As the last hurrah of the boating season begins this Labor Day weekend, the Division of Boating and Waterways (DBW) is reminding everyone to take extra precautions to prevent a tragedy for you and your loved ones. With many boaters and water enthusiasts out on California’s lakes, rivers and along the coast, DBW has three simple tips to stay safe.
First, Always Wear a Life Jacket:
“Life jackets are the easiest and best preventive action you can take to increase your chances of survival,” said DBW Acting Deputy Director Ramona Fernandez. “Everyone, not just children, should wear a life jacket at all times when near, in or on the water.”
Life jackets are a non-negotiable on any boating trip. U.S. Coast Guard statistics show that more than 80 percent of those who drowned were not wearing a life jacket. Don’t let your family and friends be part of this statistic. Assign each passenger with a properly fitted US Coast Guard-approved life jacket prior to departure.
Under California law, a life jacket is required for each person on board a recreational vessel. Children under 13 years of age on a moving vessel of any length, all personal watercraft riders, and anyone being towed behind a boat are required to wear a life jacket while recreating. The law does not apply to children under 13 years of age who are on a sailboat and are constrained by a harness tethered to the sailboat, in an enclosed cabin, or a vessel engaged in an emergency rescue situation.
Second, Leave Your Alcohol on the Shore:
Buzzed boating, or boating under the influence of alcohol or other substances is involved in one out of three boating fatalities. Do not bring or consume alcohol or drugs while on the water. Alcohol use is the primary contributing factor in over 30 percent of boater fatalities according to U.S. Coast Guard statistics. Tragedy can be avoided when boaters choose not to drink while boating.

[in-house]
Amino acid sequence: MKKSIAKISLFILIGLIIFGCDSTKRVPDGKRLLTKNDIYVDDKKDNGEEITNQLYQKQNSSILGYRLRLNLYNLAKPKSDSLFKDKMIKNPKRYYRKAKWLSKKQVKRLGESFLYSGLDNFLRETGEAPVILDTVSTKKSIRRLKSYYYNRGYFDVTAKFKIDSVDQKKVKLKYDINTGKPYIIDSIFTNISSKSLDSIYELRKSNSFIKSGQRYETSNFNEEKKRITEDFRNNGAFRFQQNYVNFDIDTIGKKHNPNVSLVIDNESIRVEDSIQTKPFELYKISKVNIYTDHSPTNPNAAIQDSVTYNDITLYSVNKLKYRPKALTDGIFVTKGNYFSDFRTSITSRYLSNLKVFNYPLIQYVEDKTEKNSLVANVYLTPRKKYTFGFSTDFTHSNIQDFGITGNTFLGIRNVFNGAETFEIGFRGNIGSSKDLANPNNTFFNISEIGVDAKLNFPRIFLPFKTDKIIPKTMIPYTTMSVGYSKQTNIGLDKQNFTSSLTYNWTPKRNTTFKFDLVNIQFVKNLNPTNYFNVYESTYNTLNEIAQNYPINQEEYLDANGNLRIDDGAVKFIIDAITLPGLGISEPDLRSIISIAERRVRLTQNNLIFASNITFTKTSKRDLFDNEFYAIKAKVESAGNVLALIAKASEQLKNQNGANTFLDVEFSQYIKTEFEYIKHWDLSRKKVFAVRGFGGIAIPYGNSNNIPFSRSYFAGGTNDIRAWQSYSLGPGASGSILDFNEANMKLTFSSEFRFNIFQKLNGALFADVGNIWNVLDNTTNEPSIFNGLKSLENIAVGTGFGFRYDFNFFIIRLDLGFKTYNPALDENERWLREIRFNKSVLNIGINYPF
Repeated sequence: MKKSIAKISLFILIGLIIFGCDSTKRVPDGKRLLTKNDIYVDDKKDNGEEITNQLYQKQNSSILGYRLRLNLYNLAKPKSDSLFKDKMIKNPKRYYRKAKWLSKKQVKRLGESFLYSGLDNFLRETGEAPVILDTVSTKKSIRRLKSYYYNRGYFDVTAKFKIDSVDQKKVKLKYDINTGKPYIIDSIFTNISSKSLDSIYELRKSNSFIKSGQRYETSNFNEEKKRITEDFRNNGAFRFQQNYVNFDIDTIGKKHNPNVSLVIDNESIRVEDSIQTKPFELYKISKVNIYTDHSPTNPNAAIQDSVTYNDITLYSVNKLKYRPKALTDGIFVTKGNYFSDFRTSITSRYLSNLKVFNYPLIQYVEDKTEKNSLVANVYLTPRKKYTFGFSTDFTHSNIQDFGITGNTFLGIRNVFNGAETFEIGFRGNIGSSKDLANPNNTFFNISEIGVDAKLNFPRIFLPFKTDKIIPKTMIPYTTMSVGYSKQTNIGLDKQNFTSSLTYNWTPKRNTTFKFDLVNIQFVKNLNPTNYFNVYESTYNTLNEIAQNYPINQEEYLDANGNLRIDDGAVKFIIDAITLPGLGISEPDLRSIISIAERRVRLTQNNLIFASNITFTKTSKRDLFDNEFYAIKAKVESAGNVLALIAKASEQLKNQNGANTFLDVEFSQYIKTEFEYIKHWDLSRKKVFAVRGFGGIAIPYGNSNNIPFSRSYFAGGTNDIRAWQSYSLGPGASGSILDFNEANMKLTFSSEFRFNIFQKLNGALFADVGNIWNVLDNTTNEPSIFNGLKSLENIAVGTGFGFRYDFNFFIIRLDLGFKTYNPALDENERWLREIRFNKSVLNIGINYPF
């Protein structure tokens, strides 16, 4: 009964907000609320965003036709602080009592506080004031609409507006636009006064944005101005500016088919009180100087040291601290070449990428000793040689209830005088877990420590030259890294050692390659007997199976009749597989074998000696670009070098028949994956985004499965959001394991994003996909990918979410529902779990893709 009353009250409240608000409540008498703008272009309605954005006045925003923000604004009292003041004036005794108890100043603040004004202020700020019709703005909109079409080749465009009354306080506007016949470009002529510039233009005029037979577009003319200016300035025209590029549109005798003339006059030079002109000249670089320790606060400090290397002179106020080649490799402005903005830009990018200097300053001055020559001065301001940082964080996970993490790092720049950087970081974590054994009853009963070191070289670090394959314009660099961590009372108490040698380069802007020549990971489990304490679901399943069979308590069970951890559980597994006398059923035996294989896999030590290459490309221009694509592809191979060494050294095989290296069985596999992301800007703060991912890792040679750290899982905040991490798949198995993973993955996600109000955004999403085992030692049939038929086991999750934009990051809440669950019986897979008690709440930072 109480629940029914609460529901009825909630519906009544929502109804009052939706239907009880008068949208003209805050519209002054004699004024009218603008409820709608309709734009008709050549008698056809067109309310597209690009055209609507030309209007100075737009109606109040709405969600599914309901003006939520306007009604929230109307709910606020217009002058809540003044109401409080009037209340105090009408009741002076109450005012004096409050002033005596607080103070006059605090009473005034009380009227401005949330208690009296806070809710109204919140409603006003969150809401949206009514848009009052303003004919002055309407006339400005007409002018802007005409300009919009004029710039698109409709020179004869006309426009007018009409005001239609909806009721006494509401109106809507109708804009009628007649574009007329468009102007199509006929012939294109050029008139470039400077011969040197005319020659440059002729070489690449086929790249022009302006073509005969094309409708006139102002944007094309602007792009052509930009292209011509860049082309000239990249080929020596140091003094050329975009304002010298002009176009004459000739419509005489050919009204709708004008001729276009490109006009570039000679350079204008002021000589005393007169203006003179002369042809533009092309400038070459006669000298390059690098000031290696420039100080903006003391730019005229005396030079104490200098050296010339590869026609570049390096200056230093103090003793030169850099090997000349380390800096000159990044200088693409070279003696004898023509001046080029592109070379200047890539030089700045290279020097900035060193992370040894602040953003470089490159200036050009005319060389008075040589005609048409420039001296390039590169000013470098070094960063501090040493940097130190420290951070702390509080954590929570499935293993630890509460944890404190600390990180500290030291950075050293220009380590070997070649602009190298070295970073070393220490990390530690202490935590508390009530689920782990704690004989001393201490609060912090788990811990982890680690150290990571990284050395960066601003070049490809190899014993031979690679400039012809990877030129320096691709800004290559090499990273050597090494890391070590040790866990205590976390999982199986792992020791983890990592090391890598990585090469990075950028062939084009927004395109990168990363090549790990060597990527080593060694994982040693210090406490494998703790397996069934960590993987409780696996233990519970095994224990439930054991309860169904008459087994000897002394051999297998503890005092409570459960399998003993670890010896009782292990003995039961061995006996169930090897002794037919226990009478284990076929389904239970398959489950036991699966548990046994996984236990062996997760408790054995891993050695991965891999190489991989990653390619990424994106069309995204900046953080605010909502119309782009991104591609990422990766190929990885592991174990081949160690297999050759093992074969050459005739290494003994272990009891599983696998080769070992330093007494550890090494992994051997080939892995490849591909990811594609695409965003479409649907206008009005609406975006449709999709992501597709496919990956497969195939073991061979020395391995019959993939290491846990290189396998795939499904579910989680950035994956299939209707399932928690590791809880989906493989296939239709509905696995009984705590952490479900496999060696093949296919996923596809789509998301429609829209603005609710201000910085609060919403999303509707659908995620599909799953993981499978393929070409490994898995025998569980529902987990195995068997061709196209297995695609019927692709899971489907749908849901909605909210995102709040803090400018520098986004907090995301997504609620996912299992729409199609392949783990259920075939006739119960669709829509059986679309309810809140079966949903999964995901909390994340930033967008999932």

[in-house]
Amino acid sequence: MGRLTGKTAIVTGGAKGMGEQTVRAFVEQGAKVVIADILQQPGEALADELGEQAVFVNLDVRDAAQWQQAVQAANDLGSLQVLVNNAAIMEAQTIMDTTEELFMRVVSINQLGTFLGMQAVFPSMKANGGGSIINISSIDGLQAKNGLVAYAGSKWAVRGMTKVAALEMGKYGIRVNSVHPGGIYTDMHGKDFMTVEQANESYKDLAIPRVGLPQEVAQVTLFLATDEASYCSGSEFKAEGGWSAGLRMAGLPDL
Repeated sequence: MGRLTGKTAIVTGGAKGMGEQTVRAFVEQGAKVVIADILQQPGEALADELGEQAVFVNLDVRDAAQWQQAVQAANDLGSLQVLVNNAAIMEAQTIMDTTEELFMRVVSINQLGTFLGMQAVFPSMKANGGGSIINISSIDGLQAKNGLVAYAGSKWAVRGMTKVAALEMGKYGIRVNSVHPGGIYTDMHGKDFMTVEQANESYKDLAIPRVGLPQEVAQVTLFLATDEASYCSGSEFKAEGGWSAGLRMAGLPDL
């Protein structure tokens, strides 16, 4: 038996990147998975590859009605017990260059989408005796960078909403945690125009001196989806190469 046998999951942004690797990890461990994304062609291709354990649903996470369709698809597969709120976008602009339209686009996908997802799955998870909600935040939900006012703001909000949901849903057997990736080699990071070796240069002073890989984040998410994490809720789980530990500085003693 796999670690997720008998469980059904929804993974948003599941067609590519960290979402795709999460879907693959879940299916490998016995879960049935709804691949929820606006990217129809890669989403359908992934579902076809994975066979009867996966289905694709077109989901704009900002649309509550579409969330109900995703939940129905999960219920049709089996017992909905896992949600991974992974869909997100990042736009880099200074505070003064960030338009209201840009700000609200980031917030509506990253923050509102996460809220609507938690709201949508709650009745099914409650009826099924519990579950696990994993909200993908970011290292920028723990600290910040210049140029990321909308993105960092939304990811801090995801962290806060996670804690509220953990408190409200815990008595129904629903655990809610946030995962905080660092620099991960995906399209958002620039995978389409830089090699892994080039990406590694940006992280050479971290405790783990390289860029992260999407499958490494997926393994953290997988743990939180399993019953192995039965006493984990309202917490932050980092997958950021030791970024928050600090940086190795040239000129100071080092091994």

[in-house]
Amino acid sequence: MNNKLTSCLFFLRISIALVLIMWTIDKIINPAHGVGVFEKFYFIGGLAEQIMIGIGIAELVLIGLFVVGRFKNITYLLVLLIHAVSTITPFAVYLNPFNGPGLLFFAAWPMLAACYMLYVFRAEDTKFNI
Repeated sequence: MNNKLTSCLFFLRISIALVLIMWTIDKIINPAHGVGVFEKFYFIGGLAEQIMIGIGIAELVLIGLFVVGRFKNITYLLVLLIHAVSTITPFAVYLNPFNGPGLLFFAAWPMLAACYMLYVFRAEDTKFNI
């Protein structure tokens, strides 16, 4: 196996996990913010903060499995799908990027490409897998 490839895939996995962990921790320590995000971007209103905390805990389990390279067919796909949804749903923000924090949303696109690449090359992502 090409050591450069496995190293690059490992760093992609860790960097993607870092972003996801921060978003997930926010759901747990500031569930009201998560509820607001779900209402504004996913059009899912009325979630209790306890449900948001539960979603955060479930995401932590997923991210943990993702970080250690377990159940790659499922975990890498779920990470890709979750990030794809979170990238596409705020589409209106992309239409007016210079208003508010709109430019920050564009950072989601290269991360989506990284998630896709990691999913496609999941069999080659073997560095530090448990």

Consuming alcohol negatively impacts vision, balance and reaction times and can cause dehydration. The effects of alcohol are heightened on the water compared to on land, with the environmental stressors such as wind, noise, and vibrations of the boat.
Boating under the influence is illegal on all bodies of water. Law enforcement can terminate your voyage and issue citations if you are found to be impaired.
Third, Know About the Dangers of Cold Water Immersion and Shock:
Even on a hot day, the water temperature can be cold and trigger cold water immersion and shock, which is the cause of many boating-related fatalities. The danger increases as water temperature decreases below normal body temperature (98.6 degrees F).
If you find yourself suddenly in cold water, try to control breathing, don’t gasp. An unexpected fall into cold water causes an involuntary gasp. You have about one minute to adjust to the cold shock response. When you remain calm, you will have a greater chance of self-rescue.
Always stay with your boat or paddleboard for flotation aid or to be more easily seen by rescuers. If possible, remove heavy shoes/boots and look for ways to increase buoyancy. If in the water with others, huddle together with everyone facing inwards to help stay afloat and keep warm.
Visit BoatCalifornia.com for general boating safety information or the following DBW webpages specifically for: cold water survival, summer safe boating tips, boating under the influence facts, and life jacket wear.